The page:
Fon Mathuros, Senior Director, Head of Media, Tel.: +41 (0)79 201 0211, Email:fma@weforum.orgThe World Economic Forum presented President Susilo Bambang Yudhoyono of Indonesia with its Global Statesmanship AwardPresident Yudhoyono is the third recipient of the prize. Earlier recipients were President Luiz Inácio Lula da Silva of Brazil in 2010 and President Felipe Calderón of Mexico in 2012For more information on the World Economic Forum on East Asia 2014: http://wef.ch/ea14Metro Manila, Philippines 23 May 2014 – The World Economic Forum presented President Susilo Bambang Yudhoyono of Indonesia its Global Statesmanship Award, the third time the prize has been given. At the presentation ceremony during the World Economic Forum on East Asia, Klaus Schwab, Founder and Executive Chairman of the World Economic Forum, told Yudhoyono – known widely by his initials “SBY” – that the award is “to recognize the many ways in which you have reshaped your country during your two terms as the President of the Republic of Indonesia.” Schwab said: “Many would describe the period of your leadership as Indonesia’s ‘Golden Years’ – a time during which Indonesia’s economic growth has been one of the fastest of the G20 economies.”Noting that the president is one of the co-chairs of the High-Level Panel on the Post-2015 Millennium Development Goals, Schwab praised Yudhoyono, who steps down as Indonesia’s leader in October, for having “contributed significantly to global dialogue on economic development and democratization”. Schwab recalled that, during his administration, the president encountered great challenges, such as the 2004 tsunami, handling them with great statesmanship. He added: “Most of all, you have ensured that democracy remained at the centre of Indonesia’s political identity. You have shown, as the leader of the world’s largest Muslim democracy, that there is a strong compatibility between the tenets of such a great religion with modernity, inclusion, gender equity and education.”Accepting the award, Yudhoyono said that Indonesia has made remarkable economic, political and social progress over the past decade. “We have proved to ourselves and to the world that we do not have to choose between democracy and development,” he said. “We can have both political freedom and high economic growth. We are an example that democracy, Islam and modernity can go hand in hand.”By putting its domestic house in order, Indonesia has been able to play a more active regional and global role, Yudhoyono explained. The quality of leadership matters in development, he concluded. “Leadership can be the 2%-3% difference in economic growth. Leadership can be the difference between new peace and continuing conflict and between development and decay.”The 23rd World Economic Forum on East Asia, hosted with the support of the Government of the Philippines, is taking place in Metro Manila on 21-23 May 2014. The theme of the meeting is, Leveraging Growth for Equitable Progress. The Co-Chairs of the World Economic Forum on East Asia are: Yolanda Kakabadse, President, WWF International, Switzerland; Takeshi Niinami, Chairman, Lawson, Japan; Global Agenda Council on the Role of Business; Atsutoshi Nishida, Chairman of the Board, Toshiba Corporation, Japan; James T. Riady, Chief Executive Officer, Lippo Group, Indonesia.Notes to Editors Follow the World Economic Forum on East Asia at http://wef.ch/ea14 View the best Forum Flickr photos at http://wef.ch/pixView the best photos from this year’s meeting at http://wef.ch/ea14pixWatch live webcasts of sessions at http://wef.ch/liveDownload the Media Mobile/iPad App for the World Economic Forum on East Asia 2014Watch sessions on demand on YouTube at http://wef.ch/youtubeBecome a fan of the Forum on Facebook at http://wef.ch/facebookFollow the Forum on Twitter at http://wef.ch/twitter and http://wef.ch/livetweetRead the Forum blog at http://wef.ch/blogView upcoming Forum events at http://wef.ch/eventsSubscribe to Forum news releases at http://wef.ch/newsShare this:Share on Facebook (Opens in new window)Click to share on Twitter (Opens in new window)Click to share on LinkedIn (Opens in new window)Click to share on WhatsApp (Opens in new window)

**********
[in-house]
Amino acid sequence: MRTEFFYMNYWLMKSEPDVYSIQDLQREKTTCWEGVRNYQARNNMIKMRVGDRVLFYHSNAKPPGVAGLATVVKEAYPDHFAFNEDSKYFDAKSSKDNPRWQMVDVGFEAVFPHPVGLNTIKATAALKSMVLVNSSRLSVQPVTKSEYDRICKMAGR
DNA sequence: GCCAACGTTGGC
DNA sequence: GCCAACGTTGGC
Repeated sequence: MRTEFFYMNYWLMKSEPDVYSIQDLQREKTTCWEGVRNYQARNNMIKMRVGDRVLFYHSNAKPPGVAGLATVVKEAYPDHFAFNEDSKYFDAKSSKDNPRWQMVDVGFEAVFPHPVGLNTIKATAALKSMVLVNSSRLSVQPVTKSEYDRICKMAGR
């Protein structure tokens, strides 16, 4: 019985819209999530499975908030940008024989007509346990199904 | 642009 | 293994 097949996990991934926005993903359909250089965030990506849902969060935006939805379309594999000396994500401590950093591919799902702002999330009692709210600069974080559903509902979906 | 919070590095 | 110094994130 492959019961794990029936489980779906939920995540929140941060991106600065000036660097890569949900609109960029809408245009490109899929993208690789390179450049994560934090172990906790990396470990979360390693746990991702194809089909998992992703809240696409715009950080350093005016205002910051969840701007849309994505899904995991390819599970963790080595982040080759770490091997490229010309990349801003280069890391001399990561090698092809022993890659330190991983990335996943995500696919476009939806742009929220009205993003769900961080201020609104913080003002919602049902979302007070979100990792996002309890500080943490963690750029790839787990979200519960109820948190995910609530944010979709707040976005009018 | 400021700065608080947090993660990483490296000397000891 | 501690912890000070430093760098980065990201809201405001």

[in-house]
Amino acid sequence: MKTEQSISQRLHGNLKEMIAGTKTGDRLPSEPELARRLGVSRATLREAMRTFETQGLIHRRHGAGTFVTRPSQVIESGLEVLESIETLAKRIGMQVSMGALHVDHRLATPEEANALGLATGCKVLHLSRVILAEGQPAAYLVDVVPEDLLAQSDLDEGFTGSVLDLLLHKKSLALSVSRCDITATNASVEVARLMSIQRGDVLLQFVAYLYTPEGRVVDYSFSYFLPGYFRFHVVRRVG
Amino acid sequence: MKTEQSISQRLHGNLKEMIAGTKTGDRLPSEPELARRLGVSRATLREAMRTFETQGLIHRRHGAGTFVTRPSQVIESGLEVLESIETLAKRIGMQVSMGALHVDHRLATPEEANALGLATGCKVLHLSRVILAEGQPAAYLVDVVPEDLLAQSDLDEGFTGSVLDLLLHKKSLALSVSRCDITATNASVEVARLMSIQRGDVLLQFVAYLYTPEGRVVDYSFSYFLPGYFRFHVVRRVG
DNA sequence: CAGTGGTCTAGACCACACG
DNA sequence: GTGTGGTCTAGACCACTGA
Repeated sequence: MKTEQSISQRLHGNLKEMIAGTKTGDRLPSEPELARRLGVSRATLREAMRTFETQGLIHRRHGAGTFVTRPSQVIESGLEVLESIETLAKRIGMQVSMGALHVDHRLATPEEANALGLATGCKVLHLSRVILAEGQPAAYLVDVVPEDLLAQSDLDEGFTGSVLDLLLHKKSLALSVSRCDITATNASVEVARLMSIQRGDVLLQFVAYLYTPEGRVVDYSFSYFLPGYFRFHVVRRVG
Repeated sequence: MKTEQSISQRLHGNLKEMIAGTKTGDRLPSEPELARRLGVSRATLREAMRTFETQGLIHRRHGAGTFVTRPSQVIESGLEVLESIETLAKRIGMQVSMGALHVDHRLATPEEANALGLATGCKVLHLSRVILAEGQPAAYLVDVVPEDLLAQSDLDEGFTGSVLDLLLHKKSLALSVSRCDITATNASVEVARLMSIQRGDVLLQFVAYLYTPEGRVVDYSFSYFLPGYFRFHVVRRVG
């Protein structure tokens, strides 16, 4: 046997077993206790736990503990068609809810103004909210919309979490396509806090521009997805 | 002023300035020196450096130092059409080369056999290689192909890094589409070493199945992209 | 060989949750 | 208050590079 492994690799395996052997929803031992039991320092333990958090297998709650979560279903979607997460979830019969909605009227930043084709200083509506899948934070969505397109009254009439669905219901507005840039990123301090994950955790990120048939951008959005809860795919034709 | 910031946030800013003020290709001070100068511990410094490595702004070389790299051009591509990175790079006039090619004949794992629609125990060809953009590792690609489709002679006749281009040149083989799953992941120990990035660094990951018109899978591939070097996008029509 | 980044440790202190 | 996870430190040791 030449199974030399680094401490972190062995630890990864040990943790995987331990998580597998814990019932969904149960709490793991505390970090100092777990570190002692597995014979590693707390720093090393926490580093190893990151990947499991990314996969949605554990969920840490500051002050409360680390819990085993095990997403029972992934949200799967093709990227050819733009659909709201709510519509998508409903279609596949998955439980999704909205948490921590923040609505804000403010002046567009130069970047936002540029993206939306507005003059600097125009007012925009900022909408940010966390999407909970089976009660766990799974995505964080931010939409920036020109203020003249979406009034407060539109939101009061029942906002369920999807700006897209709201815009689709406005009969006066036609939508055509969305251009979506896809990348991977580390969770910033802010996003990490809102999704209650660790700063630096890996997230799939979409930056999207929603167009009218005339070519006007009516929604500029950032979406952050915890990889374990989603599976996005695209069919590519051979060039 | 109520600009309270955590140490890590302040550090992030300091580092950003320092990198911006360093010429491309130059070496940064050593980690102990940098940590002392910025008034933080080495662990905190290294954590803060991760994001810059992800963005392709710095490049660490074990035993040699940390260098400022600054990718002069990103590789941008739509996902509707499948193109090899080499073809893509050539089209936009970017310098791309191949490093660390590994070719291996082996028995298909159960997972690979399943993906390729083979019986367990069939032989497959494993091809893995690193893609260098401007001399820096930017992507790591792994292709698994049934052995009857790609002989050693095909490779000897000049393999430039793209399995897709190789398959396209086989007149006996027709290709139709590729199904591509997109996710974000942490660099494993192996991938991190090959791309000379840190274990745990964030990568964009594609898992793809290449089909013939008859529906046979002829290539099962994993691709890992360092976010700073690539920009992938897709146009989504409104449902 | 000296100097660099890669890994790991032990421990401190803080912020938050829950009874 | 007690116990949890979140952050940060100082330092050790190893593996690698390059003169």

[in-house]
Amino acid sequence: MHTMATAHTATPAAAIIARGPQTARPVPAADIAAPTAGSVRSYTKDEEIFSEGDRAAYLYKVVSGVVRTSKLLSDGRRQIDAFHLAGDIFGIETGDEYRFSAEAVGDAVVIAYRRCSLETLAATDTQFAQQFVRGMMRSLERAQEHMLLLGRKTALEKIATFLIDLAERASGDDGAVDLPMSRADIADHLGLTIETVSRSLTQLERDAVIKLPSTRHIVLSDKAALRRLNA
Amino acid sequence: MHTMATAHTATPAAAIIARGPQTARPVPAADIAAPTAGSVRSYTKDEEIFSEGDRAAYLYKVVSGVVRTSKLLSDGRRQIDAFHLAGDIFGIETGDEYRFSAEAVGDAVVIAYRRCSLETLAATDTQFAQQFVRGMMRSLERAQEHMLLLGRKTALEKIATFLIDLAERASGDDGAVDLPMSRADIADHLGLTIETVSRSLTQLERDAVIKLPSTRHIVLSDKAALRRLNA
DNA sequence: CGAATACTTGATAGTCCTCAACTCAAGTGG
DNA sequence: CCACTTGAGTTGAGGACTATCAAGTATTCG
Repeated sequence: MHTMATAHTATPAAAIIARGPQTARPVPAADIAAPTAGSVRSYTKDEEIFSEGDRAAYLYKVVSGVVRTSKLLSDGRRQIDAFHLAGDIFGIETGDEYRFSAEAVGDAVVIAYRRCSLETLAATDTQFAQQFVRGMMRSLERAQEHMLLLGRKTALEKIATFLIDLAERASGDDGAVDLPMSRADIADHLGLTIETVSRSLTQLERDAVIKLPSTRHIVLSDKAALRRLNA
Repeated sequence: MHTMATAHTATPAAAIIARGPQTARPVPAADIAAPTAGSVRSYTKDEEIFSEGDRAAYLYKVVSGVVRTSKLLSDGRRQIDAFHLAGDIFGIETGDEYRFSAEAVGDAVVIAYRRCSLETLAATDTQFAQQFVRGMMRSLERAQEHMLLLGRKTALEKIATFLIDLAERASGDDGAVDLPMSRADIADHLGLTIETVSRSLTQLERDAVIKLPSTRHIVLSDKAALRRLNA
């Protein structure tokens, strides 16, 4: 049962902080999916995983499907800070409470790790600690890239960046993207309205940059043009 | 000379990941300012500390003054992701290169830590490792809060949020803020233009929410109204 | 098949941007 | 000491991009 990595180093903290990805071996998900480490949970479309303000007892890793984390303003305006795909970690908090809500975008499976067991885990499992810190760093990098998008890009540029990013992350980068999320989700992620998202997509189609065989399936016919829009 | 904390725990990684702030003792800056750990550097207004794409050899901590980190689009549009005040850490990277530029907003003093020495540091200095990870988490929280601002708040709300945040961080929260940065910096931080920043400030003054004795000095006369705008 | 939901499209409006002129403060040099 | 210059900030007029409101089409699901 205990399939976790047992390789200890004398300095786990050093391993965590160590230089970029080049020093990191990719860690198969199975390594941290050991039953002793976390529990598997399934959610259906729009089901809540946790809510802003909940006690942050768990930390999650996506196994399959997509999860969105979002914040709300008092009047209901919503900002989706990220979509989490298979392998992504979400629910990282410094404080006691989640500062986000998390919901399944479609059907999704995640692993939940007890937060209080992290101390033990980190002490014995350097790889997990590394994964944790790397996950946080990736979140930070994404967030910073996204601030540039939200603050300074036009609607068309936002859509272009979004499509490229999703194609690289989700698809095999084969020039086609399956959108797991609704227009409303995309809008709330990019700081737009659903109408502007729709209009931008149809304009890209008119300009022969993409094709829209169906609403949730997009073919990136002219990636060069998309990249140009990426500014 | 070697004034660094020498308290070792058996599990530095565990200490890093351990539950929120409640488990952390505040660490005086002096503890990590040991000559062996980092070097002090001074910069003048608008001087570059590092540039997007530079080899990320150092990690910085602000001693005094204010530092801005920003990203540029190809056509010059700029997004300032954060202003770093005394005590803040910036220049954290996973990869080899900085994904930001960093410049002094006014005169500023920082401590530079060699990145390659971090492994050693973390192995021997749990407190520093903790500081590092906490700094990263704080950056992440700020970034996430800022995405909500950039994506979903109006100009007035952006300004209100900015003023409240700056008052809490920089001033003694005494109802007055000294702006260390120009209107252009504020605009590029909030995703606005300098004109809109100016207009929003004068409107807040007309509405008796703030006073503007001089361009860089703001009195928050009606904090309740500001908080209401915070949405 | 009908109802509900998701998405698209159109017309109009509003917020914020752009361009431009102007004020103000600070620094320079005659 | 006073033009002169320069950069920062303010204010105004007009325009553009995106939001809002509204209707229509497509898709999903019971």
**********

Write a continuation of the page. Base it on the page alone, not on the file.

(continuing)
Explored- the Digital Infrastructure for the Next Billion Users in Emerging Markets

Explored: the Digital Infrastructure for the Next Billion Users in Emerging Markets